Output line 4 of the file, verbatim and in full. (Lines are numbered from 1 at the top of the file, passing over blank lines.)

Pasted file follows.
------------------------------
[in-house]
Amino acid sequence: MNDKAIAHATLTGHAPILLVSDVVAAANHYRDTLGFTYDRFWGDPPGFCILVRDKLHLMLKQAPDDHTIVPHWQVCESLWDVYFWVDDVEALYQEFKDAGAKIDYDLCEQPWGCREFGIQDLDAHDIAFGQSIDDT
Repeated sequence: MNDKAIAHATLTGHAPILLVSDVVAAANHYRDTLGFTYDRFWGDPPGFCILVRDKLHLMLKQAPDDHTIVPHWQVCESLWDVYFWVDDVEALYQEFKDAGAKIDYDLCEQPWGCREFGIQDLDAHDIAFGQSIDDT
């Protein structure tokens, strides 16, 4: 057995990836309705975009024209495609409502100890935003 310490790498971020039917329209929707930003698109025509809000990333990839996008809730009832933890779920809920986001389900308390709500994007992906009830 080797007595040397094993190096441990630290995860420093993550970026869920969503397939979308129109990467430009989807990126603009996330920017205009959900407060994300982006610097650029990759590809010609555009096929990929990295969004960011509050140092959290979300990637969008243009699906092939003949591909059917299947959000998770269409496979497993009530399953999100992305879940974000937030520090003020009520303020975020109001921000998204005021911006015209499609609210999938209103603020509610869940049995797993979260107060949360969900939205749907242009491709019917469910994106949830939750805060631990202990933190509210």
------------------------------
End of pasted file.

């Protein structure tokens, strides 16, 4: 057995990836309705975009024209495609409502100890935003 310490790498971020039917329209929707930003698109025509809000990333990839996008809730009832933890779920809920986001389900308390709500994007992906009830 080797007595040397094993190096441990630290995860420093993550970026869920969503397939979308129109990467430009989807990126603009996330920017205009959900407060994300982006610097650029990759590809010609555009096929990929990295969004960011509050140092959290979300990637969008243009699906092939003949591909059917299947959000998770269409496979497993009530399953999100992305879940974000937030520090003020009520303020975020109001921000998204005021911006015209499609609210999938209103603020509610869940049995797993979260107060949360969900939205749907242009491709019917469910994106949830939750805060631990202990933190509210």